So You Want To Convert All Paid Leave To PTO?
As most business owners know, California law on sick leave seems to be ever-evolving. And trying to harmonize and keep track of this along with paid vacation leave can be extraordinarily difficult. To simplify the administrative effort in tracking leave balances, many employers are moving to a one-leave-bucket model and calling all paid leave paid time off (PTO). But how does this satisfy California’s requirement that all employees accrue sick leave, subject to a few exceptions?
Let’s start with a refresher. California law requires that all employers provide employees with a minimum of 1 hour of paid sick leave for every 30 hours worked. Other methods of accrual are acceptable so long as the employee is provided at least 3 days of sick leave annually. Sick leave can be used starting 90 days after commencement of employment. Sick leave can also be carried over from one year to another, but the employer may cap accrual at 48 hours. Accrued sick leave need not be paid upon termination.
Paid vacation leave on the other hand is not mandatory under California law but many employers offer it as a benefit nonetheless. Since this is a discretionary benefit, employers can craft accumulation and use policies that serve both business and employee needs. Once adopted, however, certain rules apply. Accrued vacation leave does not expire and unlike sick leave, accrued vacation leave must be paid upon termination. Vacation leave is also considered a wage under California law and accrual must occur as labor is performed.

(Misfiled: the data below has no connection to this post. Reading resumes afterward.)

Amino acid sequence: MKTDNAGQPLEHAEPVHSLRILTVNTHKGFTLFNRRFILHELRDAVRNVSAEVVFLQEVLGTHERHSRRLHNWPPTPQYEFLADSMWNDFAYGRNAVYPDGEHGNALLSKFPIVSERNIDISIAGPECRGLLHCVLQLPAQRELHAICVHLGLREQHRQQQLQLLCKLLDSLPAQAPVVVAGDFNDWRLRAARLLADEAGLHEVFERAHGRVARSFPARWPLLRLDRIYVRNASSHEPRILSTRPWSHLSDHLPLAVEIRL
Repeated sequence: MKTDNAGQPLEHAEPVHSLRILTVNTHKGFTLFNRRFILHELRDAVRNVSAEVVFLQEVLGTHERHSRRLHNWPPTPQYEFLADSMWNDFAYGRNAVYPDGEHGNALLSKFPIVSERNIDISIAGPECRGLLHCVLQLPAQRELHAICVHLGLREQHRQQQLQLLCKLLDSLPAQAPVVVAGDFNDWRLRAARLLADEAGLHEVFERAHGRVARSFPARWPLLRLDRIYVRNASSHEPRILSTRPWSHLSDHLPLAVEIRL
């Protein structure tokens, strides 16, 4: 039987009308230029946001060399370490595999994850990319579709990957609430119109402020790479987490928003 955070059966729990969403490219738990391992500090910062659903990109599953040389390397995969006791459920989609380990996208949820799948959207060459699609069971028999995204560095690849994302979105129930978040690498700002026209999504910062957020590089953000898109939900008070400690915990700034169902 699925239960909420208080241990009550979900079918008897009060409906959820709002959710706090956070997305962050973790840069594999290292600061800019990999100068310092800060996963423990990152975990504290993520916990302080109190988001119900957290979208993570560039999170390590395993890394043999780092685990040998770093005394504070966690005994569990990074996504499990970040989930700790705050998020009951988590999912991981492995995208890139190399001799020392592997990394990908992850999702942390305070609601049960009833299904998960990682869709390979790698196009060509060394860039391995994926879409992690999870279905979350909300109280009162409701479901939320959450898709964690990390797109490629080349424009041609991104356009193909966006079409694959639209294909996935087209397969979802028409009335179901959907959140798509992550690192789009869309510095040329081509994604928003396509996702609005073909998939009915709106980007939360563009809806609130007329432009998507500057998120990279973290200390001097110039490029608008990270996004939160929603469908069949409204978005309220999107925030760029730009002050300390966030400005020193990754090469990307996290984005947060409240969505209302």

Advantages of Combining
The biggest factor driving my clients to switch to a PTO policy is administrative efficiency. All paid leave can be managed in one system and the need to ensure that employees are using the appropriate form of leave for the appropriate purpose abates. It’s my experience that employees also appreciate the flexibility of using accrued leave as they desire without having to justify the absence or reveal potentially sensitive information.
Disadvantages of Combining
Characterization of sick leave as PTO changes the characteristic of the leave from sick leave to what amounts to vacation leave. This means that upon termination, the employee must be paid for all accrued leave even if that leave, had it been separately categorized, includes accrued sick leave hours. While a disadvantage, many businesses find the administrative savings worth the cost associated with effectively paying for sick leave upon termination.
Putting it All Together
Lumping all leave into PTO does not alleviate an employer’s obligation to satisfy California sick leave law or laws pertaining to vacation leave. This means that a PTO program must accrue at a rate no less than the sick leave accrual rate, but must also accrue as work is performed which is required of vacation leave. If moving to PTO, the employee handbook or other controlling document should include a defined method of accrual, carryover provisions, and accrual caps, all of which are appropriate. Employers must also be certain that these minimums and limitations are not contrary to California’s sick leave laws.